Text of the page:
Muslims and the Western Conception of Rights

Editorial Review by M. R. Whitehead

Since the signing of the Universal Declaration of Human Rights, little has changed. Human rights abuses have persisted around the globe, across cultures and societies, and despite the timeworn discussion of how to prevent them. This book pushes back against the discourse’s inertia, putting moral universalism and cultural relativism in conversation with one another to reveal flaws in Enlightenment and Islamic traditions and thinkers.  It instead taps the holistic systems thinking framework (STF) to illuminate the patterns of human rights abuses—and how those rights might be protected around the world.

Engaging with Islamic and Western, historical and contemporary and relativist and universalist thought, this book is vital in its groundedness, taking an aspirational concept and tethering it to reality. It will not only be a necessary resource to scholars and researchers engaging in topics concerning human rights, Islamic societies, and foreign policy, but also an accessible text for readers grappling with the cycles of war, power, and the historical narratives behind them.

Rejoining William Talbott’s question which human rights should be universal?, Ahmed Souaiaia proposes a different foundation for human rights discourse. He lays bare the common threads that connect the most egregious human rights abuses in both Western societies since Enlightenment and Muslim communities since the 7th century. The body of evidence in support of the proposed framework consists of five proofs organized in three sections.

In the first section, Souaiaia interrogates two passionate authors whose stated aim is to universalize all or part of the human rights found in the UDHR, William Talbott and Abdulaziz Sachedina. These authors, and in turn the author of this work, engage with a wide range of ideas developed by philosophers, historians of religion, sociologists, and political and legal thinkers.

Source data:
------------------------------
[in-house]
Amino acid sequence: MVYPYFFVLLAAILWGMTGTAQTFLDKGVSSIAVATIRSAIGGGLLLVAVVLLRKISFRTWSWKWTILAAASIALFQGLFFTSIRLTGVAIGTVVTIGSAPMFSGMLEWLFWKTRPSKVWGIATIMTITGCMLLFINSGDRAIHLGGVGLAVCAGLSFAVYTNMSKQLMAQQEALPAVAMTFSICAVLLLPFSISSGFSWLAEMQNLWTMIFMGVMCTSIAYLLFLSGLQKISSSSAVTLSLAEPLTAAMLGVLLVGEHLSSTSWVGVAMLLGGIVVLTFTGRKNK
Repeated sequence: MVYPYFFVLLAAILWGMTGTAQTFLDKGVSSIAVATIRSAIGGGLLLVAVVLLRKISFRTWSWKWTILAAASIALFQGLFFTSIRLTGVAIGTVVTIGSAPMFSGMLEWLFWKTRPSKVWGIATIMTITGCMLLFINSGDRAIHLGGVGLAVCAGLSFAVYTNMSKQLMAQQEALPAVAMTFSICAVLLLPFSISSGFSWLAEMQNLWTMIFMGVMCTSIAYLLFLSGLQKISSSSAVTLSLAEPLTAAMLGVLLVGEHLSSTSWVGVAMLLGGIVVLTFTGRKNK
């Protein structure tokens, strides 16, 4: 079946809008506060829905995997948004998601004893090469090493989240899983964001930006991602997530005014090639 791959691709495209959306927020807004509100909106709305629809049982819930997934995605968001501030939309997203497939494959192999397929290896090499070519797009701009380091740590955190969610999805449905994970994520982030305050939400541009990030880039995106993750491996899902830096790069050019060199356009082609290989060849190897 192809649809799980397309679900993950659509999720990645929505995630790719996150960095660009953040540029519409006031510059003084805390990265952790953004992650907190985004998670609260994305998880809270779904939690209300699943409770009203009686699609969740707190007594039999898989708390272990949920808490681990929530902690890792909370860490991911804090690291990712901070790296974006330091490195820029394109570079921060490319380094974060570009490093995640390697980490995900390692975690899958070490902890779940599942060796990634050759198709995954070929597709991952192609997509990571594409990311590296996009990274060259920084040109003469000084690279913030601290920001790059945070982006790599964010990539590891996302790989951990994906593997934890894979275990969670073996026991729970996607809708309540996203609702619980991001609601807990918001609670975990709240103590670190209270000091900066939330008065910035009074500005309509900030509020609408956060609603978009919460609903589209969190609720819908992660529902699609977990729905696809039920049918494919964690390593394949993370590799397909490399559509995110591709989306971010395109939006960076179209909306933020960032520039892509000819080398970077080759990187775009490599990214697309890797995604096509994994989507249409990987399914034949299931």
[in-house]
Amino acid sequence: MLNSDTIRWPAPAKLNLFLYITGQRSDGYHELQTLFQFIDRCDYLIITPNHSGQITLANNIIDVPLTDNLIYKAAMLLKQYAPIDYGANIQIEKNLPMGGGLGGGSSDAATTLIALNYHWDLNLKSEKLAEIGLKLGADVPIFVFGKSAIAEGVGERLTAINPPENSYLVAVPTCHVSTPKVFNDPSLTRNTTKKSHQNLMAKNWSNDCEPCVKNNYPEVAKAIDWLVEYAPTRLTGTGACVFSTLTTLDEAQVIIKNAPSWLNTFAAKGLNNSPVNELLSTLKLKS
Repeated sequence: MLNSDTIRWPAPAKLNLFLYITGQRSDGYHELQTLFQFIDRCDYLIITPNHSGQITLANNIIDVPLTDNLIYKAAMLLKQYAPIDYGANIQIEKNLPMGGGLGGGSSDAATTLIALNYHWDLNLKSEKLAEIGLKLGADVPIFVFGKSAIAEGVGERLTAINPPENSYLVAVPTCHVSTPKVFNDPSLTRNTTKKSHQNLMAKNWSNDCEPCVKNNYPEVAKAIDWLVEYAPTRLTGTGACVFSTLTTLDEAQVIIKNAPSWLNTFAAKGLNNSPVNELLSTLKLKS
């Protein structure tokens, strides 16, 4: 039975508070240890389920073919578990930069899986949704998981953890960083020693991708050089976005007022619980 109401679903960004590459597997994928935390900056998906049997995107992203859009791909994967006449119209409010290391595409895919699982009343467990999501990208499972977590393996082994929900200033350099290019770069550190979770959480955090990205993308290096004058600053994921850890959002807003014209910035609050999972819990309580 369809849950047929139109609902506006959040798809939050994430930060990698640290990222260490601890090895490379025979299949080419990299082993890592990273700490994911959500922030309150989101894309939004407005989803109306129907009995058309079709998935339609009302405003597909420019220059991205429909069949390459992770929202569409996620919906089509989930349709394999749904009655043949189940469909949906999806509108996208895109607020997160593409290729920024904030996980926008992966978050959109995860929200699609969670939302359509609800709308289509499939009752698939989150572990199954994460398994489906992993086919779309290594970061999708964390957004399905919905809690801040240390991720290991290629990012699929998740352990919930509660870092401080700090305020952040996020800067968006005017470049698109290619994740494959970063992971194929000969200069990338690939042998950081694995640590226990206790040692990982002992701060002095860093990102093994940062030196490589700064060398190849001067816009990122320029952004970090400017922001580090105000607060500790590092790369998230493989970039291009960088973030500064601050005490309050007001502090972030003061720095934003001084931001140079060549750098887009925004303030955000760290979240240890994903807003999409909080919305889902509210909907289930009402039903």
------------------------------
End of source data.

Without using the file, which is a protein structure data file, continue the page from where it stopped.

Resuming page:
In the second section, Souaiaia juxtaposes the reasoning and proposals of these two advocates for universal human rights against the respective traditions from which they draw their inspiration: Enlightenment moral philosophy and Islamic tradition and institutions.

In the third section, Souaiaia presents the case of the 2011 protest movements and wars in Southwest Asia and North Africa to account for historical factors and global actors that initiated, sustained, and justified the conflicts.

This book brings an unusually clear-eyed voice to human rights discourse, seeking to place equal weight on armchair philosophizing  and concrete evidence. Exploring human rights not only throughout history and civilizations, the author also investigates the war in Syria  as a present-day case study encapsulating centuries of human rights challenges and the international involvement in a Muslim-majority country. The author contends that, in naming the overarching perpetrators of human rights abuses, a path emerges to fight for and protect human rights and dignity.

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